On Friday, Michael Salazar MUS ’13 will perform his degree recital on one of the world’s finest organs — the Newberry Memorial Organ in Woolsey Hall.
Salazar will perform “choral fantasies” — rhapsodic compositions that include variations on a theme — by two early 20th-century German composers, as well as a prelude and fugue by Maurice Duruflé and a sonata by Felix Mendelssohn. The choral fantasies will be the “centerpiece” of Friday’s program, which Salazar said he discovered while researching at Yale’s libraries. Salazar said the libraries are just one part of the “vast wealth of resources” that attracted him to Yale — also including a two-person organ faculty, seven historic organs, the School of Music, the Divinity School and local professional opportunities.
The choral fantasies, which both draw upon the same German Lutheran chorale, were written by Heinrich Reimann and Max Reger in the same decade. He added that Reimann likely influenced Reger’s choral fantasy and later works. Salazar said these connections motivated him to juxtapose the two works in Friday’s program. Salazar will also perform an organ sonata by Mendelssohn and “Prelude and Fugue on the Name of A.L.A.I.N.” by Duruflé, who dedicated the work to organist and composer Jehan Alain and translated his name into notes to compose the main theme.
The organ program is part of the Institute of Sacred Music, an interdisciplinary graduate center for the study of sacred music, worship and related arts. A gift in 1973 established the institute, under which the organ program has secured its longevity, organ professor Martin Jean said. Yale’s dual strengths in the School of Music and Divinity School motivated the donors to establish the institute at Yale, he explained.
Salazar studies with Jean, one of two professors at the institute. In addition to having a faculty size as large as only three other schools in the country, Yale has seven organs, which are among the “best in the world,” Jean said. The organs in Dwight Memorial Chapel, Battell Chapel and Marquand Chapel, the ISM’s two organs and the Woolsey organ — one of the largest in the country — are all open to student performance, he said.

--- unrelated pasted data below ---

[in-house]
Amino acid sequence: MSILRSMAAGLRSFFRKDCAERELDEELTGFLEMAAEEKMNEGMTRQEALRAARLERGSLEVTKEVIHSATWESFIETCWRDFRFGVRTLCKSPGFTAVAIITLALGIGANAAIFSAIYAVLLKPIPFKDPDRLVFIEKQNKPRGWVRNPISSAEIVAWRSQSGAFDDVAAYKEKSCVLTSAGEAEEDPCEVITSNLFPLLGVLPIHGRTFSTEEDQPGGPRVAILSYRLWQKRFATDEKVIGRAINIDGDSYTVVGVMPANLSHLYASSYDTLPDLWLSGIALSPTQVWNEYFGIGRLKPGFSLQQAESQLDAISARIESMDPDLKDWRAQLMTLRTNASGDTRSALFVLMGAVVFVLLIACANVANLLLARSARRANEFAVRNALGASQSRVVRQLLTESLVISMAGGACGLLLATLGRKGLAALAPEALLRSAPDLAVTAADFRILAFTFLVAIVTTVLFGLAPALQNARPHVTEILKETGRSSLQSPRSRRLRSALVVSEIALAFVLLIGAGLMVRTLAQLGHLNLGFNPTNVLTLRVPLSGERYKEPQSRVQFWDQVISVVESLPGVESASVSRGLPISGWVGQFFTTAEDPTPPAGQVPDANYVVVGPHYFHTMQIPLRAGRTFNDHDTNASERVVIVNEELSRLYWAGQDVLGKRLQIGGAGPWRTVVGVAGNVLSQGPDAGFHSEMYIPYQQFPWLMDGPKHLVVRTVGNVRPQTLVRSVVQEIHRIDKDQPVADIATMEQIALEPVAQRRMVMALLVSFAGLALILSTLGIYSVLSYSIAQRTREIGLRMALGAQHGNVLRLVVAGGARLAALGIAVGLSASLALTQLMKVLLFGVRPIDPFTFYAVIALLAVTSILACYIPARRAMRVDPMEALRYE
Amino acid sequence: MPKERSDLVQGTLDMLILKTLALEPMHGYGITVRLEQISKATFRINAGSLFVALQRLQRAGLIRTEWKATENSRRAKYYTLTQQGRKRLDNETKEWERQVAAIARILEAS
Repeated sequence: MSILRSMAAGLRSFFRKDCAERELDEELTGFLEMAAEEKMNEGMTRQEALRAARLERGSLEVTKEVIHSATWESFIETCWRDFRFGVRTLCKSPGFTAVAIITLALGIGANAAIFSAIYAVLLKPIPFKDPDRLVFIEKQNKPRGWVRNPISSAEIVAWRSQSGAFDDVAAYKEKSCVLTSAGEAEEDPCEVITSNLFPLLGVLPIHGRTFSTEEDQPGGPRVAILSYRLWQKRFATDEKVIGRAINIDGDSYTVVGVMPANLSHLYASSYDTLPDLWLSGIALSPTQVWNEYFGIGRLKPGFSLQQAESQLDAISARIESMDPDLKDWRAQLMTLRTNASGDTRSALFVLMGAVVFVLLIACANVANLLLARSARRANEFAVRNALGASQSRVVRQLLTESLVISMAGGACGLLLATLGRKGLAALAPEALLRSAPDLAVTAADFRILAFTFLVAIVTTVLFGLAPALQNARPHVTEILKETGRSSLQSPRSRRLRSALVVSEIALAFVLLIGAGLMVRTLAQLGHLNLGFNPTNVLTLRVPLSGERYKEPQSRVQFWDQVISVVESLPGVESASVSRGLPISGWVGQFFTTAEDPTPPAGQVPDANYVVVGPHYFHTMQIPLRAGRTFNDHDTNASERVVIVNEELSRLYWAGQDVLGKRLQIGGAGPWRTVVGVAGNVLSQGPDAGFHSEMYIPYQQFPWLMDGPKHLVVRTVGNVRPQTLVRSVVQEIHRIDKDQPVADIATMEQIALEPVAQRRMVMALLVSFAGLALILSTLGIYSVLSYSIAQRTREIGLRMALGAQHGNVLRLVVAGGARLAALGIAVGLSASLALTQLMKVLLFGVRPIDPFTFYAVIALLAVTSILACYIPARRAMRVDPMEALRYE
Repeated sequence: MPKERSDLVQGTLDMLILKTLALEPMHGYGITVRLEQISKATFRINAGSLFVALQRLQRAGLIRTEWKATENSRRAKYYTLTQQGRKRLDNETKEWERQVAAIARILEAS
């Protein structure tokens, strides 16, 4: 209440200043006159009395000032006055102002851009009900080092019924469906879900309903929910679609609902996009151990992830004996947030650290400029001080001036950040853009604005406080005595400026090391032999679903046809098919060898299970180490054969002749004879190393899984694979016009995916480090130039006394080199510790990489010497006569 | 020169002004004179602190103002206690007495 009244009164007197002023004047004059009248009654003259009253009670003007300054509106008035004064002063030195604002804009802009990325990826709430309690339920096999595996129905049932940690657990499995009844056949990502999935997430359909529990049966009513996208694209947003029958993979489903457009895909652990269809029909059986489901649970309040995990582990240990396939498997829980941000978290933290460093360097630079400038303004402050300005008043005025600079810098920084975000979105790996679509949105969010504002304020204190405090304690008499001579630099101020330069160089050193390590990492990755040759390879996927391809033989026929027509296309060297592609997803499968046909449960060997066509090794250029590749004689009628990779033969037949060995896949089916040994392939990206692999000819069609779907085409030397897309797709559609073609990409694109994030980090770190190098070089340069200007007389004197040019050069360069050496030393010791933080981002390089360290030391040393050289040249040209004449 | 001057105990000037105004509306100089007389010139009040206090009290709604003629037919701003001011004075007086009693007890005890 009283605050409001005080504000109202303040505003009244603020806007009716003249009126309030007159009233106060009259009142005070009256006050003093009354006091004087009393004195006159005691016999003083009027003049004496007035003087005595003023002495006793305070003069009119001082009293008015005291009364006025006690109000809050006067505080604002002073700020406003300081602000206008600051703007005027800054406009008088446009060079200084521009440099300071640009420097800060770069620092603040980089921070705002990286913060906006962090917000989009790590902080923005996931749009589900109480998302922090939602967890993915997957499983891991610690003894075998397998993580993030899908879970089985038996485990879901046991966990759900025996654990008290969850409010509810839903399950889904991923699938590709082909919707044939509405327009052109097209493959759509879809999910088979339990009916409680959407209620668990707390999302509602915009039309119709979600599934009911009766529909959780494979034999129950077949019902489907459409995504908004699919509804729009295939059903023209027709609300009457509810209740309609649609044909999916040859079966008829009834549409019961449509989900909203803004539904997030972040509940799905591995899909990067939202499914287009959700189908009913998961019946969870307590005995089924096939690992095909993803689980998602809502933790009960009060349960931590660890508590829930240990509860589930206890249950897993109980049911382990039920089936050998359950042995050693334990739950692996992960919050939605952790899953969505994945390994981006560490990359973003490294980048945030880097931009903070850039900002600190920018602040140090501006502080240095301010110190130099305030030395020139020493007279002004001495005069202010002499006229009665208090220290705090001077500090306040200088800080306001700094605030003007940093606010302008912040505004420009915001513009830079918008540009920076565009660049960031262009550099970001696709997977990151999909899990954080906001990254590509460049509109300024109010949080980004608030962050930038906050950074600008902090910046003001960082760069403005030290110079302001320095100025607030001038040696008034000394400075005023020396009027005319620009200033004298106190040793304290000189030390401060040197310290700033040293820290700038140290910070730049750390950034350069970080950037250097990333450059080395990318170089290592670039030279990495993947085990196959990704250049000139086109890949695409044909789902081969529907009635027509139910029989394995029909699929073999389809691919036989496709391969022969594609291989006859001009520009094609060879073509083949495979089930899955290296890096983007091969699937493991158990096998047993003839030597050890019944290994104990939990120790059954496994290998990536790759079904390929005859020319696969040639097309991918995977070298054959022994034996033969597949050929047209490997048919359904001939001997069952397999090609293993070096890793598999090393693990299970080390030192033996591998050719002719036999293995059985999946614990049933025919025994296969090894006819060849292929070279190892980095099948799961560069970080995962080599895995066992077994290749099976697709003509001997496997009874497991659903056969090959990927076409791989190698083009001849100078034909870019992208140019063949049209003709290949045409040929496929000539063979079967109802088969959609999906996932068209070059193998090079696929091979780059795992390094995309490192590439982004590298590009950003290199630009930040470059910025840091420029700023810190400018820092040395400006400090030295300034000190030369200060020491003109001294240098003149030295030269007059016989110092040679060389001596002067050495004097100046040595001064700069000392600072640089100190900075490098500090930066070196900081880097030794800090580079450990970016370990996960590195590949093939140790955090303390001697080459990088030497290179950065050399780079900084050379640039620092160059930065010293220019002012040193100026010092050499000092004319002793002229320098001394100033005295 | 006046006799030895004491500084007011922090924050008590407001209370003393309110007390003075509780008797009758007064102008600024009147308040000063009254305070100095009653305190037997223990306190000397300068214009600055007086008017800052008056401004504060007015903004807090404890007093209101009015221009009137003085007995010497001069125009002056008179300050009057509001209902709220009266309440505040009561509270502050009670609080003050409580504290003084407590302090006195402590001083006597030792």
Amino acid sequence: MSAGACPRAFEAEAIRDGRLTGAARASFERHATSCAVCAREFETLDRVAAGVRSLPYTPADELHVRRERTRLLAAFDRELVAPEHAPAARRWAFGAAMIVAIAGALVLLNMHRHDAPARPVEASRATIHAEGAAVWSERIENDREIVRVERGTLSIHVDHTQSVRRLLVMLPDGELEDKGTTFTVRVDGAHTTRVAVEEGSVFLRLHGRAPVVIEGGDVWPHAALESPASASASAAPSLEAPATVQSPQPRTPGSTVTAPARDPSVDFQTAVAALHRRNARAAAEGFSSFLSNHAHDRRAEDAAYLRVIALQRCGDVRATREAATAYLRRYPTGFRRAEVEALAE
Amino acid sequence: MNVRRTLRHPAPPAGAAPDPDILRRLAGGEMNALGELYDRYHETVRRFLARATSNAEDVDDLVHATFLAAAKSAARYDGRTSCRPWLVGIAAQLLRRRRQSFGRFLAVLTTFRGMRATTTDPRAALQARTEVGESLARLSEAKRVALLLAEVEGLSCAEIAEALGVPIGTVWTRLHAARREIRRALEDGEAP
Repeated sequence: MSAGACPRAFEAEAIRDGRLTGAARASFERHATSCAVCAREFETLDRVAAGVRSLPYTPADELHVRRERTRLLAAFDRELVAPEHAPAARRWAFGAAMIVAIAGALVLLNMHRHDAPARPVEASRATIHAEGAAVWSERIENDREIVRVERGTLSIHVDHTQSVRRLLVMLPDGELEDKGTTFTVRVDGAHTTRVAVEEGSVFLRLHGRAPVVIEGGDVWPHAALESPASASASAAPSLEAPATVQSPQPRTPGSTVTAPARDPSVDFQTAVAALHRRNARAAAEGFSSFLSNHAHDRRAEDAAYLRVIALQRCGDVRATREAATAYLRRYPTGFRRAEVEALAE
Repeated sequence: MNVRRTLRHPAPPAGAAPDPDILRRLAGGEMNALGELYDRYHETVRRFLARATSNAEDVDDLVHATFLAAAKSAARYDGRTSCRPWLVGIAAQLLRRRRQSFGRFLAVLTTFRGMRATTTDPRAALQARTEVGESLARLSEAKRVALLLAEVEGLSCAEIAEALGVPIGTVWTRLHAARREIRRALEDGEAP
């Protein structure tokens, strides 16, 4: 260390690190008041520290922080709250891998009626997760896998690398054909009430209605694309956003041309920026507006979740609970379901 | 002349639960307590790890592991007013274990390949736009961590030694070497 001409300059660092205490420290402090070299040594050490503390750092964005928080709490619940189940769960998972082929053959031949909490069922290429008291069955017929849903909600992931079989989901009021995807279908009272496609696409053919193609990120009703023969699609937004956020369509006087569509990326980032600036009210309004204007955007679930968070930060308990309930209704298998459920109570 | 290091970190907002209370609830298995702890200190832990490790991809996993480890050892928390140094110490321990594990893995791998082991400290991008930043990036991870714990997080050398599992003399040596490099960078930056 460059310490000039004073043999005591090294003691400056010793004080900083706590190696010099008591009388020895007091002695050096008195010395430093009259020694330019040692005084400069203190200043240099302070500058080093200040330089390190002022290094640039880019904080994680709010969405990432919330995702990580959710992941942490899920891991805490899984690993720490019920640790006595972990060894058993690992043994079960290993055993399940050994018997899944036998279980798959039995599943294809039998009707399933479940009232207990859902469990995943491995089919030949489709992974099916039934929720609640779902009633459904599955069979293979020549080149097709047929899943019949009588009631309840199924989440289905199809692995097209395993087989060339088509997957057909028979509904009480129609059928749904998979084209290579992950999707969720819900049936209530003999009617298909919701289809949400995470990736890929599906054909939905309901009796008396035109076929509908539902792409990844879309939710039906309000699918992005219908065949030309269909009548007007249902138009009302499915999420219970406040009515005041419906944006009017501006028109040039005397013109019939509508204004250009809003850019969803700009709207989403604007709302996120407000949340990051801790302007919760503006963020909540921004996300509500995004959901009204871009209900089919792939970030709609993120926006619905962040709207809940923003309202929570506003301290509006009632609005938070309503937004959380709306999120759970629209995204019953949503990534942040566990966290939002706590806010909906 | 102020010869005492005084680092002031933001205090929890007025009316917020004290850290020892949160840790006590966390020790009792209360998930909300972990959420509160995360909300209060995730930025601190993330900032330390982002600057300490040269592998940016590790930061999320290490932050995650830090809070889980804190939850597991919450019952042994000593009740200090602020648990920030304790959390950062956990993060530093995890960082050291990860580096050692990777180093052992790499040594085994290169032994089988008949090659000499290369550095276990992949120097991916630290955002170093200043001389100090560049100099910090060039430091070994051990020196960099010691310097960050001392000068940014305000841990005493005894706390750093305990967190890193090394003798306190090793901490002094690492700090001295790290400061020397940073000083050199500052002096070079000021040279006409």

“[The Woolsey organ] is enormous and one of the most beautiful organs in terms of voicing,” Salazar said.
Jean and Salazar said Yale provides opportunities for practical experience playing the organ. The chapels on campus and in New Haven hire students to play in worship services, and the New England area provides more opportunities for organists than the Midwest or Southwest, Salazar said. As a secular university, Yale is unusual in having been built near so many Christian churches, Jean added.
Organ improvisation classes have given students practical tools to use for their careers, lecturer Jeffrey Brillhart said. Churches often need transitional music between different parts of their services, and the ability to create music on the spot ensures that an organist will play for an appropriate length of time, he explained. Communion, for instance, is not always five minutes long, so a five-minute written work may not always be appropriate, he said.
“For me personally, I have trouble without the music in front of me, so this has been an expansive and creative outlet,” Salazar said.
The organ recital will take place at 8 p.m. Friday in Woolsey Hall.
Correction: March 7